Truth be told, wine is not one of the first things that come to mind when someone mentions Kentucky. Renowned for Bourbon and horses, grapes and wine were an important part of the state’s history from the start. America’s commercial wine industry was born in Kentucky in 1798 when the Marquis de Lafayette’s winemaker, Jean-Jacques Dufour, set out into the new nation to find suitable land for growing grapes. Dufour formed the Kentucky Vineyard Society and bought 600 acres on the Kentucky River, in what’s now Jessamine County. Dufour planted what he called the “First Vineyard” and, in 1803, his first vintage went to an appreciative Thomas Jefferson.
Fast forward 200 plus years, Kentucky is once again reclaiming its proud heritage. In just 5 years, the number of Kentucky wineries have grown from 15 to more than 50, with grapevine acreage experiencing similar growth. Kentucky’s geography, climate and soil make it suitable for growing a wide variety of grapes, although French-American hybrids lead the way, especially the popular Chambourcin and Vidal Blanc.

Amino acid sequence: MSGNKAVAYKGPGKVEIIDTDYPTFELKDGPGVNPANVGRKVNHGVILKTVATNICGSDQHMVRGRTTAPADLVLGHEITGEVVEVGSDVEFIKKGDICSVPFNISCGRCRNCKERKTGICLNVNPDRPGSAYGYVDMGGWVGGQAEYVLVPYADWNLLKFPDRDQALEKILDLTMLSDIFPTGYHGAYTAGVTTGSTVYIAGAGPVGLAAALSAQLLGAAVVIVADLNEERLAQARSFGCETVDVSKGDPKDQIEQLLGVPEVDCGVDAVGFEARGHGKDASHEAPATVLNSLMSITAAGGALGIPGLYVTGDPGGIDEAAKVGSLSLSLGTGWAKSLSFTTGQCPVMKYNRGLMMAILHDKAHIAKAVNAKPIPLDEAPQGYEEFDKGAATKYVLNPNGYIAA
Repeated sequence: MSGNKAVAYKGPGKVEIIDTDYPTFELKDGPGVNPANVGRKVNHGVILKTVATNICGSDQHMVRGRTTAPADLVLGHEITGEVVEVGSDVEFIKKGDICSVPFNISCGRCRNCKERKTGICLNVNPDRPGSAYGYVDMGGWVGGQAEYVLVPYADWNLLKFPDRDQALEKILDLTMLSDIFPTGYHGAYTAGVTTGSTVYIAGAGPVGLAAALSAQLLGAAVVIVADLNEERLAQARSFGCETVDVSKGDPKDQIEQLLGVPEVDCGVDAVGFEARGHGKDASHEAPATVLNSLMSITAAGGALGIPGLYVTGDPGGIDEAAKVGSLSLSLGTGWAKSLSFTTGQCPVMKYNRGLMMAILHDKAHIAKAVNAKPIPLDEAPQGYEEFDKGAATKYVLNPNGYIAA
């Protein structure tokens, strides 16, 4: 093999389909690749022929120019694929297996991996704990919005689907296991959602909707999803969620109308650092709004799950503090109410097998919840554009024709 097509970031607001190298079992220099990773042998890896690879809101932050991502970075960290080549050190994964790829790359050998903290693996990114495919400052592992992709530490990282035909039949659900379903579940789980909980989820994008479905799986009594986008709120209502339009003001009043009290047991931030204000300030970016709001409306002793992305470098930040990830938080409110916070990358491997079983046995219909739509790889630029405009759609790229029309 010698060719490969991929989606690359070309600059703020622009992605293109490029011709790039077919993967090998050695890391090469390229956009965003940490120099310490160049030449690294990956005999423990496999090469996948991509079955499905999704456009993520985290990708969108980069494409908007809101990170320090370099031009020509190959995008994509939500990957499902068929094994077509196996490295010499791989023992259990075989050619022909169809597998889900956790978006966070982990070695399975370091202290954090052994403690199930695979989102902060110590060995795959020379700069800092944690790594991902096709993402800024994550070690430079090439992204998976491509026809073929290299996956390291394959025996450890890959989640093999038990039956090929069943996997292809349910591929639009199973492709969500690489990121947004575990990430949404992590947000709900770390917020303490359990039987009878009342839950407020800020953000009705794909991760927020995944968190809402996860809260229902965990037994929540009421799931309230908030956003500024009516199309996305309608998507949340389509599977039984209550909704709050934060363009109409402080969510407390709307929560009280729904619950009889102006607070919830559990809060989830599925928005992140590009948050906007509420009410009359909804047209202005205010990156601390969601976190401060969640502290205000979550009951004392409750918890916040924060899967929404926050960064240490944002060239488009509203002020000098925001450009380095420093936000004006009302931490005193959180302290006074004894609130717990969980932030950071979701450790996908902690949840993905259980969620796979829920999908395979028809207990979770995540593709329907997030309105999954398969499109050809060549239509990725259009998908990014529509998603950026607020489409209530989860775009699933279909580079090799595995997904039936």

This week TheOther46.com will taste some of Kentucky’s best and hopefully persuade you to pour a Kentucky wine for this years Derby. Cheers!
* The above video is from the video web series, “Vintage Kentucky Tastings” produced by KentuckyWine.com.
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